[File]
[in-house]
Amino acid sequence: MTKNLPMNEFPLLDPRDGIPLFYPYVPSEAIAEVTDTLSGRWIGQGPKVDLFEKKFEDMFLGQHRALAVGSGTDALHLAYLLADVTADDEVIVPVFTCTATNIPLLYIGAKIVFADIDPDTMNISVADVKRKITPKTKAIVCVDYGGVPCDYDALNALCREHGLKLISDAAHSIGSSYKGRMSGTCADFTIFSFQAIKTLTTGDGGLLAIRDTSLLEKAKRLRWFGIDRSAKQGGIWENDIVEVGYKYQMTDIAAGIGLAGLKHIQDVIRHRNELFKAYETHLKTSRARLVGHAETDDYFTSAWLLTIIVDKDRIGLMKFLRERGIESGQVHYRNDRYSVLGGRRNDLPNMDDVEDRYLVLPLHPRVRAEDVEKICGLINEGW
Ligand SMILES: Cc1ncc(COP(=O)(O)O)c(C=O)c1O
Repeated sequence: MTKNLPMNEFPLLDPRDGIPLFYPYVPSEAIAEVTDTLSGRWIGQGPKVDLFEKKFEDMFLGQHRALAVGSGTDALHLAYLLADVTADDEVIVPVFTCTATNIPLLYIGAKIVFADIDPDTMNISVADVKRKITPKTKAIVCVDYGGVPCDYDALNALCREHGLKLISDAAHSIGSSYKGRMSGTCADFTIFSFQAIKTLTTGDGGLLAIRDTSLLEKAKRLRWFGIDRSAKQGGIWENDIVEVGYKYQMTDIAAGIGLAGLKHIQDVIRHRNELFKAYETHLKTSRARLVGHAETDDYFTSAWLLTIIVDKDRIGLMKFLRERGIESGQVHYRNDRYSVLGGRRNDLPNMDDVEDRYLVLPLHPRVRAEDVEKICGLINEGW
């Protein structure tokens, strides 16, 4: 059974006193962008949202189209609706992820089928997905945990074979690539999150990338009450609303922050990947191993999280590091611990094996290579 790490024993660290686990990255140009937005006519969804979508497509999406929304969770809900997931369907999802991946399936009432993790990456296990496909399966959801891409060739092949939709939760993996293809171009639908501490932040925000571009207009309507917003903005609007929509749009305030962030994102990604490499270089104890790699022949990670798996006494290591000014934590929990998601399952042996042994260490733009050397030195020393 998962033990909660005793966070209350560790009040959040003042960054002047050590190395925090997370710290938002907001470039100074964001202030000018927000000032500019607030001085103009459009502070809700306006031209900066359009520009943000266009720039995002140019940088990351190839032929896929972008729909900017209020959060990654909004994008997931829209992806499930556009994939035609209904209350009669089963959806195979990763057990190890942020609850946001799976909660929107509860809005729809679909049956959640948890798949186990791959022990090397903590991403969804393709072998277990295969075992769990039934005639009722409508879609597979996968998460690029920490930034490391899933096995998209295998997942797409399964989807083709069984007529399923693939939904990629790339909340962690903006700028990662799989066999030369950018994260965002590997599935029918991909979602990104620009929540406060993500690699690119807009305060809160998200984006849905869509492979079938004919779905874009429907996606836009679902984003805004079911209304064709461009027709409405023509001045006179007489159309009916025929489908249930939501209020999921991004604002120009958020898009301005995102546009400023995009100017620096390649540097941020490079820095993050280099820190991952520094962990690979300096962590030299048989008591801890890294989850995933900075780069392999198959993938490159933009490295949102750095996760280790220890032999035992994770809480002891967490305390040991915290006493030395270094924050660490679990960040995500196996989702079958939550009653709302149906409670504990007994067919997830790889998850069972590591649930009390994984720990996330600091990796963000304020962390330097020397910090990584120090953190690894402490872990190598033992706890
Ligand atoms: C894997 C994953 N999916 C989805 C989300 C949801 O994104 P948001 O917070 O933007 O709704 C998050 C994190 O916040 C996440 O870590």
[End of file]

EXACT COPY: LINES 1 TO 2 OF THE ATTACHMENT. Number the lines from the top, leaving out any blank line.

[in-house]
Amino acid sequence: MTKNLPMNEFPLLDPRDGIPLFYPYVPSEAIAEVTDTLSGRWIGQGPKVDLFEKKFEDMFLGQHRALAVGSGTDALHLAYLLADVTADDEVIVPVFTCTATNIPLLYIGAKIVFADIDPDTMNISVADVKRKITPKTKAIVCVDYGGVPCDYDALNALCREHGLKLISDAAHSIGSSYKGRMSGTCADFTIFSFQAIKTLTTGDGGLLAIRDTSLLEKAKRLRWFGIDRSAKQGGIWENDIVEVGYKYQMTDIAAGIGLAGLKHIQDVIRHRNELFKAYETHLKTSRARLVGHAETDDYFTSAWLLTIIVDKDRIGLMKFLRERGIESGQVHYRNDRYSVLGGRRNDLPNMDDVEDRYLVLPLHPRVRAEDVEKICGLINEGW